“I haven’t shown it that much because we really just opened Masters Week – just finished construction the week before Masters Week – so we haven’t had a whole lot of exposure just because we didn’t have a finished facility to show folks,” he said. “But every client I’ve shown it to has booked, so it says a lot about the need for a facility like this in Augusta and I think, for the modern bride, they aren’t looking for a facility that was the facility that their parents got married in that was another hotel style banquet room. This is a very modern looking space and I think for the young, modern bride, this is the kind of facility they’re looking for it. It definitely doesn’t feel like any of the other facilities in town and we hope that’s going to be part of the appeal.”
Other appealing aspects of The Foundry are its west Augusta location and its size. While Williams’ The Marbury Center downtown maxes out at about 250 people, The Foundry can hold up to about 400.
Then there’s the fact that it’s unique to this area.
“Brides are always looking for a facility that’s new and one of the things I get from a lot of brides, even with the Marbury Center, is, ‘I want to get married somewhere that my nine other friends didn’t get married,’” he said. “So we expect this to be a popular space for the next few years because it is a new facility. Not only is it new, it’s a very unique, interesting space. I think it’ll continue to be a popular facility from a location standpoint, and it’s just a really, really cool event space. Next year I think we’ll have our hands full with events as more and more people find out about this place.”
Opening The Foundry right when Roux’s Catering is turning 20 is, Williams says, validation that he’s doing something right.
“It’s just mind blowing that it’s something that just continues to move forward,” he said of his businesses. “At times it is overwhelming and at times it is very very humbling. It’s still a very demanding business and to still be relevant after 20 years in this town is such a huge hurdle to have overcome.”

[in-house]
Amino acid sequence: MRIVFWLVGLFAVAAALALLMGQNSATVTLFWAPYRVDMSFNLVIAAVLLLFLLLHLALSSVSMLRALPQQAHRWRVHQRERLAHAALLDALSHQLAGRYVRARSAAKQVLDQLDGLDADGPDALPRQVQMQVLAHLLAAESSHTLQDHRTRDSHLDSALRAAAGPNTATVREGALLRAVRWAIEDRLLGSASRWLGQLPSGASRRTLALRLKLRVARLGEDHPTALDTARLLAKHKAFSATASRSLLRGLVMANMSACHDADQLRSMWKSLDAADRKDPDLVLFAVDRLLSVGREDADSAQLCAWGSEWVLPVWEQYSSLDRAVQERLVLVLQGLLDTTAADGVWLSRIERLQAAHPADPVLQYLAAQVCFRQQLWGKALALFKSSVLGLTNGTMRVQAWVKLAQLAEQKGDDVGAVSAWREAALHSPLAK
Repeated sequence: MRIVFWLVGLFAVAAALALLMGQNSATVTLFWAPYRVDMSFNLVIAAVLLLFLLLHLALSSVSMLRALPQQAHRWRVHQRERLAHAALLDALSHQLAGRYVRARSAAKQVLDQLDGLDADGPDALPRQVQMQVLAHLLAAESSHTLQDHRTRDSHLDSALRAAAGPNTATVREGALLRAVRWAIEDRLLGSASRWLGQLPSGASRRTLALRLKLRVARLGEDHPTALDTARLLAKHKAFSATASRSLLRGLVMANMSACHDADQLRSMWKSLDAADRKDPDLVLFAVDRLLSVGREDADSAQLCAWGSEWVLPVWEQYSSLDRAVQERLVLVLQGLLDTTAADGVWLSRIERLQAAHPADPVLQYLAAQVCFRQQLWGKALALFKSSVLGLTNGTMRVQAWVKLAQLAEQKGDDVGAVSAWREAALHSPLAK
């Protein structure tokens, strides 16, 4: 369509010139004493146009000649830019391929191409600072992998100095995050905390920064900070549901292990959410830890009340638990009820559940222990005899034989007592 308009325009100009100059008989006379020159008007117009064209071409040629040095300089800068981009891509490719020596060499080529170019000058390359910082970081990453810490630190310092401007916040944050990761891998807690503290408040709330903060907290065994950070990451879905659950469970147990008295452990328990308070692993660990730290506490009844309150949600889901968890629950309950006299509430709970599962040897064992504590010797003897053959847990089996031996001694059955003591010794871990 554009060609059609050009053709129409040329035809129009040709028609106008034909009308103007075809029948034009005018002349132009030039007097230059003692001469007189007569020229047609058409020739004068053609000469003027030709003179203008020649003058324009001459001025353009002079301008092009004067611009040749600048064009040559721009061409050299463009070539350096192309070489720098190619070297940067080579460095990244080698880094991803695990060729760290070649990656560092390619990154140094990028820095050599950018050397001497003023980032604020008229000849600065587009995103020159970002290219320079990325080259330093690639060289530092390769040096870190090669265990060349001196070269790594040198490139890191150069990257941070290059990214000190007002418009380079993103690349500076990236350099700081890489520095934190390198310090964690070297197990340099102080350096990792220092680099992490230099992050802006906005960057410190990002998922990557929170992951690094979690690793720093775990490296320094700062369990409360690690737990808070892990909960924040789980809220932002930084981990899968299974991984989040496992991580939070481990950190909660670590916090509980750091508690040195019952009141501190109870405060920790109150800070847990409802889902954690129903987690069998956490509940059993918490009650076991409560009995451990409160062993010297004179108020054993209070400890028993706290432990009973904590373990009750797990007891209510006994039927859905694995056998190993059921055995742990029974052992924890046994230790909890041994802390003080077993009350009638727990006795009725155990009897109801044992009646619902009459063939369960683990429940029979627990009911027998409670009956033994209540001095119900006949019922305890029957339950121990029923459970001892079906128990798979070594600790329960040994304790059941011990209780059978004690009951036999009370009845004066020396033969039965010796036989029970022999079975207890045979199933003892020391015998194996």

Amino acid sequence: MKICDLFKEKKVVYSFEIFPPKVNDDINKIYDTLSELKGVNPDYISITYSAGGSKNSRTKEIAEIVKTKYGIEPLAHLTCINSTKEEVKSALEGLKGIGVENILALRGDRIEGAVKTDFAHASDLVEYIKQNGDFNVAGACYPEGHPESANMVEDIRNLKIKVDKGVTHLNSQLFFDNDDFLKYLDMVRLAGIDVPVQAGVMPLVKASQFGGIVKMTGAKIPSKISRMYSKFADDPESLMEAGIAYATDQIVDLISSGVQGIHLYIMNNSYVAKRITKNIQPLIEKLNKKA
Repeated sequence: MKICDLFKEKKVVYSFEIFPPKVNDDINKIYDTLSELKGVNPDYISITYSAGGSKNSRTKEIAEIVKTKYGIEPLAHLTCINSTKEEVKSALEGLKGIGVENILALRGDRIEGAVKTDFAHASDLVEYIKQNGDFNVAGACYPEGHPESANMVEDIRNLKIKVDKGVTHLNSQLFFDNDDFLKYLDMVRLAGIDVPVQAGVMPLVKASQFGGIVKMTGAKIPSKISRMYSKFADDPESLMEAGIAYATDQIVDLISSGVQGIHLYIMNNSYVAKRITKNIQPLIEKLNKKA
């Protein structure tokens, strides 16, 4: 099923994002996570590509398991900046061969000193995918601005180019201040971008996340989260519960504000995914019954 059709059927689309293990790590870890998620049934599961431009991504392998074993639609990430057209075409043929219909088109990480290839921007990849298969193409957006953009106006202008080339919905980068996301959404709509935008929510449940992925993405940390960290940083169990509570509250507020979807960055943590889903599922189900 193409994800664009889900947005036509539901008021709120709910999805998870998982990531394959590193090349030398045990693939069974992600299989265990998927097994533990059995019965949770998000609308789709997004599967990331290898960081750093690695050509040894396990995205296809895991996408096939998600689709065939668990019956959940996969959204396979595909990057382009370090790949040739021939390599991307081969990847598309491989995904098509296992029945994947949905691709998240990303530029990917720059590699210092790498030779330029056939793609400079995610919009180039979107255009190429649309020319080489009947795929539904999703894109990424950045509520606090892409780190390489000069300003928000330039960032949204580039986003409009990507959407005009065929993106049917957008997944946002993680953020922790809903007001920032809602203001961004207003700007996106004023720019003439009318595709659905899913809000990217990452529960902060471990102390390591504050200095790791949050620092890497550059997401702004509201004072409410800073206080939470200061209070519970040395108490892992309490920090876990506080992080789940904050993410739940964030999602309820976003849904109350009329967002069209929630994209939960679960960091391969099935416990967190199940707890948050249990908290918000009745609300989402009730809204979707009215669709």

Williams says he’s done that by providing folks good, restaurant quality food.
Originally a line cook at places like American Diner and Cadwallader’s, Williams says he still employs workers who’ve started out in restaurants. And while catering is much more demanding and can be much less creative that working in a restaurant, he still prides himself on turning out dishes that look good and taste good. He just has to do it on a much larger scale.
“The thought process behind everything we do is, ‘Okay, this is great. It tastes good, it looks good. But what if we have to make 2,000 of them?’” he explained. “I don’t want to tell the client, ‘Oh yeah, I can do that’ and it not being well executed. I want to be able to legitimately tell our client, ‘Yeah, we can do that’ and it’s going to be presented well, it’s going to taste good, it’s going to be the right temperature as opposed to just trying just anything. It’s got to be doable.”
It’s tough. Williams’ wife Natalie is an ICU night-shift nurse, which means the two barely see each other during the week.
“If we didn’t work together on the weekends we’d never see each other,” he laughed. “And oftentimes during the week, she’s gone to work before I get home so we may go a few days without seeing each other, which is probably another secret to our success.”
Despite the tough business he’s in, Williams said he wouldn’t change a thing and plans to stick around for a long, long time.
“I think it says something about those of us who continue to move forward in this industry, because it is a great industry and people should expect more out of their catering and get more out of their catering. We have tried to stay true to our ideals from day one. We wanted to provide the best quality food we possibly could,” Williams said. “I’m excited about what’s ahead of us. I’m excited about the next 20 years.”